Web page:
A year-long international review of relationship fundraising by Rogare, the fundraising think tank at Plymouth University’s Centre for Sustainable Philanthropy, has suggested a number of ways in which fundraisers might make more of the established discipline.
The review, funded by US donor management software company Bloomerang and American fundraising agency Pursuant, was conducted by Adrian Sargeant, Ian MacQuillin and Jen Shang.
1. Focus – relationship fundraising for all or just major donors?
The review highlighted differences in how British and American fundraisers understand and apply relationship fundraising.
In the USA relationship fundraising tenets are mainly applied to major gift fundraising, focusing primarily on the relationship with the donor, almost to the point of discounting the donation.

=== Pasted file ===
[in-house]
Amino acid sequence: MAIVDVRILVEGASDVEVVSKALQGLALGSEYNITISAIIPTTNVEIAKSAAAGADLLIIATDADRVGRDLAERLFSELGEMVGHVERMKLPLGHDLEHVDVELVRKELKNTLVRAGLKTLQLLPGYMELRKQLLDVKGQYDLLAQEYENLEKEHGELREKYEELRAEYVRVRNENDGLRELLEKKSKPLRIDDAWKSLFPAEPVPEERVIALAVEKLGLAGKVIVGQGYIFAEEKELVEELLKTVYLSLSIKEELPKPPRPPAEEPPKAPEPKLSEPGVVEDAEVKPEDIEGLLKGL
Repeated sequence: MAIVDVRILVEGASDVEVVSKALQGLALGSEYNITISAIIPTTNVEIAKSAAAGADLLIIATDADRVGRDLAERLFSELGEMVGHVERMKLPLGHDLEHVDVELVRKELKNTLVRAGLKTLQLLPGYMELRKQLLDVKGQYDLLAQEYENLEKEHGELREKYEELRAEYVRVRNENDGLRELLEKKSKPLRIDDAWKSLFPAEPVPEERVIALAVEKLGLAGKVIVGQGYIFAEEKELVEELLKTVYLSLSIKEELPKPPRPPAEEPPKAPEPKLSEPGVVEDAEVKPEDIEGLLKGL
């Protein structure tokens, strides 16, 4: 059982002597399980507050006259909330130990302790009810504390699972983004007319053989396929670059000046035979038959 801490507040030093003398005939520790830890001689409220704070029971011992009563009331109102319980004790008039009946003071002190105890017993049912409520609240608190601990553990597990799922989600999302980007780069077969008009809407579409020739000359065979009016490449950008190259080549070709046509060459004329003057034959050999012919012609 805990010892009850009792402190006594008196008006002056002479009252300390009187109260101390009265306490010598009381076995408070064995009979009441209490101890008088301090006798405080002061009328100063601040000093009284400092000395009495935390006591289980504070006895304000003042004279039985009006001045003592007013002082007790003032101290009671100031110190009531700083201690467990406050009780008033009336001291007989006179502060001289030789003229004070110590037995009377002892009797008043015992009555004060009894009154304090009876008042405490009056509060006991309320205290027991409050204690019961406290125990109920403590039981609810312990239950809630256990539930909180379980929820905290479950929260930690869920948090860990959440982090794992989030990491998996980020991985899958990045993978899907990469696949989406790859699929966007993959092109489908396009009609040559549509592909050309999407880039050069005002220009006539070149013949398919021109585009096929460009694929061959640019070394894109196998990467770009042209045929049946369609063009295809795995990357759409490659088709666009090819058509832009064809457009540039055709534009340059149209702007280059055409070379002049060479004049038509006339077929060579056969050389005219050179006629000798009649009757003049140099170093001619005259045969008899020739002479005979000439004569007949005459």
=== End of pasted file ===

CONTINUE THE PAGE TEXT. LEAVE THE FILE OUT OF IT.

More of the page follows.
In the UK the concept is applied to a much wider range of donors through direct marketing techniques, as well as major gifts, corporate, legacy and trust fundraising. It is focused on maximising sustainable long-term income for the charity.
2. Where does relationship fundraising begin and customer care end?
These different interpretations raise the question for UK fundraisers whether relationship fundraising ideas should be applied to all donors. Rogare’s review argues that there is little evidence to show that relationship marketing, with its focus on pre-eminent customer needs, works in a mass consumer environment. Indeed, it questions whether consumers even want such relationships with the companies they buy from.
Rogare suggests that a more ‘transactional’ form of fundraising might be more effective and relevant in fundraising from individuals, with relationship fundraising tenets being applied to donors who have a much higher level of involvement with the charity, such as corporate and high net worth individuals.